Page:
The Art of Stillness: Adventures in going nowhere

Pico Iyer is a philosopher who looks at the world from the lens of a travel writer. His books have a certain poetic quality to them. And I have been inspired by his work to travel to distant places. His latest book is not about going somewhere. Instead it is about the journey within.

The Art of Stillness is one of his shortest books — you can read it in less than an hour. It is ironic that I read this on a plane, going somewhere. The book is simple, devoid of pretense or pretentious prose. It makes you aware of the virtues of being still, going nowhere. Starting a few minutes a day, we can take this journey within. It is a way healthier addiction than that Xanax.

Or as Pico Iyer says

In an age of speed, I began to think, nothing could be more invigorating than going slow.
In an age of distraction, nothing can feel more luxurious than paying attention.
And in an age of constant movement, nothing is more urgent than sitting still.

P.S. The book is worth buying in print — because the photos by Icelandic/Canadian photographer Eydís S. Luna Einarsdóttir are mesmerizing.

Silicon Valley: A Reality Check

If you are tired of the negative narrative around Silicon Valley ecosystem, then you might want to read this piece. It does what is missing in many of the news reports in technology — context and perspective. A lot of great things are happening in Silicon Valley — you just have to look.

The unique thing about Silicon Valley isn’t that it’s got overpriced status goods designed to separate rich people from their money. The unique thing about Silicon Valley is that it’s got anything else.

 

All Rise for Aaron Judge

As a fan of the Yankees, it has been a while since we have had a chance to cheer for a homegrown player. It is why I root for outfielder Aaron Judge, who is well known for hitting home runs (13 so far this year) like no one else can. Thank god, I have him on my Fantasy team — which isn’t doing so well these days, thanks to injuries to old guys.

How to take care of your batteries

My dear friend Steve is a very smart guy and he has come up with a gem of post that explains how to take good care of your batteries.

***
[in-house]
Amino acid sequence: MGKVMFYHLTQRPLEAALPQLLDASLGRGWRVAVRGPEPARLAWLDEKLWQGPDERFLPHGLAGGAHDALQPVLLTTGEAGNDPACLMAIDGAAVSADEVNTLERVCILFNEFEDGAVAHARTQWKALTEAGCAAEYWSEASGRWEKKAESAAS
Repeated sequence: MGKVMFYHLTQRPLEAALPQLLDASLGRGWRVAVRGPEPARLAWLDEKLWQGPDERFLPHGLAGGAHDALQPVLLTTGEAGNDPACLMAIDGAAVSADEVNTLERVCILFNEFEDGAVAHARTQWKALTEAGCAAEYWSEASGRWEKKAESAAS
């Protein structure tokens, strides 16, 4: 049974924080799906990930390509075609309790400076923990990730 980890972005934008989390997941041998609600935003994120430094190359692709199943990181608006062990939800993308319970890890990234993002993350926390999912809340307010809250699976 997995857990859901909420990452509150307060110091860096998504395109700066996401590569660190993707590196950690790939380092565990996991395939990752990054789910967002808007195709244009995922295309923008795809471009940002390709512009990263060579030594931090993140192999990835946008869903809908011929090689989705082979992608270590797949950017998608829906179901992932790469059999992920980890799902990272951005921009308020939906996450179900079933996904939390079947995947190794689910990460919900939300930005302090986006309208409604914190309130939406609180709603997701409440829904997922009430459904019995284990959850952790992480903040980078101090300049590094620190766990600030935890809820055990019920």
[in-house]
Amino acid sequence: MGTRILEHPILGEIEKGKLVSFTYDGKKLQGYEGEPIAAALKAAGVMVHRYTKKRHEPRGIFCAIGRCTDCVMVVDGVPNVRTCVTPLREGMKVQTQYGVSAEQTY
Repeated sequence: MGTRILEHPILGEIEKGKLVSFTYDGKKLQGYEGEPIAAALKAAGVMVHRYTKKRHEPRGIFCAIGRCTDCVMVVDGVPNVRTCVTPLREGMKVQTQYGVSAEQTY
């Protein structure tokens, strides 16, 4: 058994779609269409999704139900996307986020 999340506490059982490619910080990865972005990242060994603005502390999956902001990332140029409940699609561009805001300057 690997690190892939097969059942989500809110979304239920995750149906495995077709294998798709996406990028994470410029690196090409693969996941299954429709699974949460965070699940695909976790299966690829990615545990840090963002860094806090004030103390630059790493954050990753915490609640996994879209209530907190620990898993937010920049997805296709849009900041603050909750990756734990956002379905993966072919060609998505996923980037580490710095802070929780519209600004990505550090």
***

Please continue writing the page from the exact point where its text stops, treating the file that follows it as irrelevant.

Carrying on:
If you try to stop charging around 80% and never drop below 30%, you should be able to double the battery’s service life…..Stay away from third-party chargers.  Not only are you likely to shorten battery life, some have proven to be serious fire hazards ….. Temperature is important.  Below about 40°F capacity drops dramatically.  Heat is another matter.   Anything over about 95°F (35°C) will begin to cause permanent damage.

The whole piece is worth reading!

A reflection on our speedier times

This stood out in this weak & meandering piece about designers and fashion. It is the reality of our world beyond just fashion. There is nothing that has a permanent impact and we are always looking for the next fix:

For better or worse, we live in an age of constant content. It feels like every week, new prestige TV shows premiere, breaking news exposés are published, award-worthy movies hit the theaters, anticipated albums appear out of nowhere and hyped-up clothing drops. Even if you do your best to avoid the incessant news cycle, you’re bound to get hooked at some point. One devastating byproduct our new, always-on world is that the time for true, considered digestion has been whittled down to roughly zero…Meanwhile, the echo chamber around everything moves the needle from classic to trash with seemingly nothing in between….Lately, the fight for relevance—even for luxury brands with decades of history behind them—has shifted from creating something desirable to continually vying for time on the consumer’s radar by releasing new items at all times. It’s now harder than ever to find a signal in all the noise.